It's been a while since I posted a blog, but that doesn't mean there was nothing to tell, I was just to swamped with a lot of other things.
As you might know I'm from the Netherlands, a tiny and overcrowded country in Europe. Our system is one of "the strongest shoulders should carry the most weight" which in itself is a nice system but it has its drawbacks. I think that our healthcare system is pretty good, albeit not perfect, but to be honest I wouldn't know where its real flaws are and what to do about it. President Obama has used our system as a reference for how he wanted to reform their system, which at the least means that somebody else but me likes it.
Anyway, in Holland you call a doctor when you think you need one. When you're seriously sick you call an ambulance which has professional and skilled personel on board which will take you to a good hospital that will take good care of you. You're released from the hospital when the doctor thinks you're cured and until then you're in good care enjoying 3 healthy meals a day and your major concern is whether or not you should subscribe for the duration of your sray to the TV service. Because you're insurrance doesn't cover it. Everything else is covered, no worries about illnesses or whatsoever. You spend more than half your life in hospitals? Don't worry, you're insurred. No insurrance company can refuse to take you as a client.
When you have children, they're covered free of any charge until they're 18 years old.
There's a small catch but I won't get into that, as it doesn't matter for this post.
Now we go south about 3,000 km and think about the same. Mind that in the Netherlands everybody is covered and this is handled by having the more wealthy people paying more taxes than the less fortunate and the unemployed etc get a healthcare tax refund.
It's not that 'it goes without saying' here in Egypt. Healthcare is not a commodity to everybody. Medical insurance is part of your package when you join a company. Ambulances are always stuck in traffic, but I have been told that the ambulance is merely a micro-bus in different colors and its less crowded. When you follow my tweets (http://www.twitter.com/threeaxis) you know that occasionally I get worked up on all these drivers in Cairo that don't move out of an ambilance's way to let it pass. I sometimes feel that worst case scenario in a Cairo traffic accident is that you survive it and need to be hospitalized.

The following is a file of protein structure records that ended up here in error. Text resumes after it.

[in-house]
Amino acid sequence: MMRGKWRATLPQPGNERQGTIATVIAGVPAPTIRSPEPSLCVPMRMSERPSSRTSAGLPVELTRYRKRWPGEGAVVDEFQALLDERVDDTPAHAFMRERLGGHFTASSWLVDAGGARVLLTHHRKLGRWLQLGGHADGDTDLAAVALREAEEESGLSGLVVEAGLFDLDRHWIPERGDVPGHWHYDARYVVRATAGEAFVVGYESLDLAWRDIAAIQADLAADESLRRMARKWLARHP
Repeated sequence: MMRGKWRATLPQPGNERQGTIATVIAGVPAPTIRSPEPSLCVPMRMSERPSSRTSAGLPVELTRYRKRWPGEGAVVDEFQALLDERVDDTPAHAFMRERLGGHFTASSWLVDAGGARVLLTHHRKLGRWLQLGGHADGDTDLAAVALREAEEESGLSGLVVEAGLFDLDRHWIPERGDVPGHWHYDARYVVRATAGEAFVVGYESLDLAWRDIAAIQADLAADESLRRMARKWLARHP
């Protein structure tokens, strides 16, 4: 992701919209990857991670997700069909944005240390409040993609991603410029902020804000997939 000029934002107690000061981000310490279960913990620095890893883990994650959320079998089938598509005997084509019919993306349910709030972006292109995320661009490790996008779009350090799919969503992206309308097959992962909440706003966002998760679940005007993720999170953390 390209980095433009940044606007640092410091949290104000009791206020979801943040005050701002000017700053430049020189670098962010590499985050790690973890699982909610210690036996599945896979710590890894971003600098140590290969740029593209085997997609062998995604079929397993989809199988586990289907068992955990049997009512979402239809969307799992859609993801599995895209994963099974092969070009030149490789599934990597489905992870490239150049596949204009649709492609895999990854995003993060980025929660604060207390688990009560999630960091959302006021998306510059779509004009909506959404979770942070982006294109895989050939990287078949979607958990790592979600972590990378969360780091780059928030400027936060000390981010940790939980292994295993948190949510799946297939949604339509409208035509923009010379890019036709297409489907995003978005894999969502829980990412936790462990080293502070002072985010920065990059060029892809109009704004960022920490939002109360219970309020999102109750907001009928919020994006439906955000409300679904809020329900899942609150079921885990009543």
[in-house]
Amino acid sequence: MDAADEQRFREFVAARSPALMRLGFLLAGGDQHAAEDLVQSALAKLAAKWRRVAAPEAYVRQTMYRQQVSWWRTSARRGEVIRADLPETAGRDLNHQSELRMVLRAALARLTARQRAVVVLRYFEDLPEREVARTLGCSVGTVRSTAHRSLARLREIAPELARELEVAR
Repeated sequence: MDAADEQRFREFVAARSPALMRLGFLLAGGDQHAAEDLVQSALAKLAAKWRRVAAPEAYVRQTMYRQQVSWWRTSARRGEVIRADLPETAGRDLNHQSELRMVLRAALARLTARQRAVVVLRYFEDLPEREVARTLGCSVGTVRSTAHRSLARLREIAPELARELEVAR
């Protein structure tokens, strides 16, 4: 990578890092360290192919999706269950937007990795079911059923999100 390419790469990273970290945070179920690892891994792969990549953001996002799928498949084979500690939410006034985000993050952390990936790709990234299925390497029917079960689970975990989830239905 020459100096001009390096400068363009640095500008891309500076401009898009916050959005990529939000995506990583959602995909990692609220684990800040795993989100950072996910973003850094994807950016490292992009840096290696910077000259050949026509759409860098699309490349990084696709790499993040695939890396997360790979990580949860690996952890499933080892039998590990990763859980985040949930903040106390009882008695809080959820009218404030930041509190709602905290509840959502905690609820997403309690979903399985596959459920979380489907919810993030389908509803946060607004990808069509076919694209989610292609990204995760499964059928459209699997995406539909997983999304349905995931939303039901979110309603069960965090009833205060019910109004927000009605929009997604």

So how am I getting at this point, well the other day somebody, John Doe, told me that his sister was very ill and he had to drive her all over town (and believe me, Cairo is a big town) to various hospitals and doctors to have her examined. This was after a pregnancy that ended in a miscarriage. The pregnancy already was very hard and complicated and she had already spend quite a bit of time in hospitals. After the miscarriage it became worse and a few time John Doe had told me that his sister had been in the hospital for a couple of days. It was really bad and no doctor was able to diagnose and treat her. After about a week they finally found a doctor that recognized her illness and she was to be operated on a very short term because her life was in the balance.
And this is where you're shocked that there was hesitation, but there was. And it was all about not being able to pay for the treatment. No there is no insurance appearantly for this lady to rely on and get the proper treatment. Her husband already spend all their savings to get her examined and diagnosed, and now she had to rely on her brothers to get the money for an operation. Pieces of properties needed to be sold, loans had to be taken and salaries in advance had to be asked for.
Recently I learned that her current condition is far from good. She's got an infection now and needs medical attention again. A distant uncle has sold one of their lifestock and they're now bargaining with the hospital to get a better deal on the operation because they can't afford it at the current price.
And the real issue here is that this lady is not a rare exception as she would be in the Netherlands, but for millions of Egyptians this is their life. And I would say that if not for anything else, the changes that are now taking place in Egypt although as a foreigner I don't see that much except for a lack of police in the streets, should be to address this. I think that Egyptian government, which ever it is and however it gotten into that position, should use the many resources of this country to help the less fortunate in improving their life, up to a level where you can take healthcare for granted.